Obstacle 3: Social Life and Fear of Insanity

I love hanging out with my close friends and family. They are more important to me than anything else, and they provide that sense of belonging that we all need. The thought of trekking around the world alone without that foundation starts to loom in my mind a bit until I shut it down.

While I concede it would be cool to have a partner or 2 in crime in this, I can’t wait for that to magically happen. Plus, I’m sure I’ll meet other travellers who are away from their loved ones and worried about having to sell snow-cones someday. I’m at a point in life where I know I need some discomfort. I’m too damn comfortable and have too many routines. 

There’s a quote in the book Roadtrip Nation that speaks to this: “The greatest nemesis to change is the conflict between what you want to become and how you want to feel.” I’m not really sure where the quote comes from, but it’s awesome and poignant. By the way, I highly recommend reading Roadtrip Nation; it’s pretty much phenomenal. 

Obstacle 1: Myself

Yep, the first obstacle was ultimately myself. I struggled with a few things, such as:

  • How the hell was I going to make money?
  • Wait, I have to quit this secure job where I get to hang out with awesome co-workers and health insurance doesn’t cost the equivalent of a used Ford Escort every month? Furthermore, would I actually be able to go into the office and just up and quit?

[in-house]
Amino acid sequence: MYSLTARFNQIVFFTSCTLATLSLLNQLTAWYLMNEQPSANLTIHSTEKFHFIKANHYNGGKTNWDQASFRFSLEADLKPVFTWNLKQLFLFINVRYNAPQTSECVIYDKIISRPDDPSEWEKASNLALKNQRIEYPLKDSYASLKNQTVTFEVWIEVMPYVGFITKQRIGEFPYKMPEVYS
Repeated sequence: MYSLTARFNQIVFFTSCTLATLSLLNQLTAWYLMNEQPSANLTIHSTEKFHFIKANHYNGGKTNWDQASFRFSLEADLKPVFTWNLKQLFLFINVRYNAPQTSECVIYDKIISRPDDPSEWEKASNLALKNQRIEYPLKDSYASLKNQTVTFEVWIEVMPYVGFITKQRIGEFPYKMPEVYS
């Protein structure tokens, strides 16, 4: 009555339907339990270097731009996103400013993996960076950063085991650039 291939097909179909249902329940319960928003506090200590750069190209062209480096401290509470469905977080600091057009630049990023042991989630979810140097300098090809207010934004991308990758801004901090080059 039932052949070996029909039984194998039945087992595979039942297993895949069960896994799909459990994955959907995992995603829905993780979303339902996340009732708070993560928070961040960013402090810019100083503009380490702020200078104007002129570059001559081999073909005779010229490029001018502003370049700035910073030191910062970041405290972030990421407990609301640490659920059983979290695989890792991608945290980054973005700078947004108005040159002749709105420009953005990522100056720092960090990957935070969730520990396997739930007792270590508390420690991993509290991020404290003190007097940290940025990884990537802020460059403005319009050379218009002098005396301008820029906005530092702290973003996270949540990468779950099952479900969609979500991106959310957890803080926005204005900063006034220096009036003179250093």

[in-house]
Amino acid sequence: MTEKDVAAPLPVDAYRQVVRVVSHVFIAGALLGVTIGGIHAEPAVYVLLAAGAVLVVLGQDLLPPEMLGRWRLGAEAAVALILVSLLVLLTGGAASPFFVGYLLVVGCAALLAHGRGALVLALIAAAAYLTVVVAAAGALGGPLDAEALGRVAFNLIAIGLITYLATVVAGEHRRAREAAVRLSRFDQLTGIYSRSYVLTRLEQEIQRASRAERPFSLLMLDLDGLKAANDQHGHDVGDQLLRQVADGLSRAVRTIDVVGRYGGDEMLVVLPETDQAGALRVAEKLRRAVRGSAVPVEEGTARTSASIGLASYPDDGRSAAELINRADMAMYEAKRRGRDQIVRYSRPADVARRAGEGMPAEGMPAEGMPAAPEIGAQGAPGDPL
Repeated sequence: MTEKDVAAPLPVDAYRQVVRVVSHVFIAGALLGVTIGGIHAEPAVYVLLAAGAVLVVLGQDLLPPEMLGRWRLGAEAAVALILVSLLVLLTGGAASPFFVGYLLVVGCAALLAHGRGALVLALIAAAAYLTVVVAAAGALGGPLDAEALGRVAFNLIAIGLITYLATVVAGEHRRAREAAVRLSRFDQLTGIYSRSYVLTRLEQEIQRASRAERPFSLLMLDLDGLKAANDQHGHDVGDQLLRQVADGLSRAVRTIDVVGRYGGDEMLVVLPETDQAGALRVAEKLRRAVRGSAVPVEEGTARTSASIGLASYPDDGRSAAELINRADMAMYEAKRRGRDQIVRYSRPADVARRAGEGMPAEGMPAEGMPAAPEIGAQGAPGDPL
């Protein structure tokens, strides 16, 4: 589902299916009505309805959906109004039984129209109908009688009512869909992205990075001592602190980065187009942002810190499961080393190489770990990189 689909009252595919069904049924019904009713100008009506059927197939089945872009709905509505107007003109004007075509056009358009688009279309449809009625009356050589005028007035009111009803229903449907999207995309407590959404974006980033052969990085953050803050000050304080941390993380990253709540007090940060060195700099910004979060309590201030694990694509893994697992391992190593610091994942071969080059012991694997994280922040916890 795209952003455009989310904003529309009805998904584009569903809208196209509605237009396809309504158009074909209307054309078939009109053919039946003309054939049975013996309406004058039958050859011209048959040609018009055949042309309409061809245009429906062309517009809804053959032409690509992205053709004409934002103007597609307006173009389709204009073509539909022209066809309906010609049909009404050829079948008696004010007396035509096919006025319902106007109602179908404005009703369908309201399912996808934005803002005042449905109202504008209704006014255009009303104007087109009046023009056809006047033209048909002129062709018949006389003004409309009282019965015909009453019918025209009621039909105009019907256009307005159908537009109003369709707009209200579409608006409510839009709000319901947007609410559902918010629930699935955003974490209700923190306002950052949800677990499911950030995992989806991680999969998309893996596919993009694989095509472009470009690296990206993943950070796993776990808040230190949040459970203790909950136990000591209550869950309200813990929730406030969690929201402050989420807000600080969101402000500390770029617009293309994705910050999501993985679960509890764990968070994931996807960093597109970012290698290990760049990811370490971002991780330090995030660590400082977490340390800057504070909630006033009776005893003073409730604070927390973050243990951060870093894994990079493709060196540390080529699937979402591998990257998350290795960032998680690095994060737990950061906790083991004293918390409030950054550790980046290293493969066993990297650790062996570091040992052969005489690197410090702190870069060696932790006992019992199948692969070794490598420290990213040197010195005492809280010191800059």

• Well, people are going to think I’m completely insane. Wait, they already do. Okay, I’m good there.
  • At my age (I’m 38) there are certain things society expects of me. This includes having a steady job, having gobs of retirement money ready for an RV purchase when I’m 90, being married kind of unhappily but it’s okay cuz we have kids and the like. I hyperbolize, of course, and I think things have gotten quite a bit better regarding societal expectations, especially in a place like Austin, but it really just depends on who you’re speaking with.

Ultimately I had to realize something extraordinarily important: I didn’t have to have anyone to answer to except for myself. With that in mind, what the hell was I waiting for? What’s the worst case scenario? Well not to get all macabre, but death is the worst case, and that’s just something that can happen anywhere at any time, unfortunately. On a financial level, maybe I’d have to start selling snow-cones, or even go back to a desk job where I would work with snow-cone vendors. I don’t particularly like or have a passion for snow-cones, but it would be manageable. 

Anyway, obstacle 1 was soundly overcome.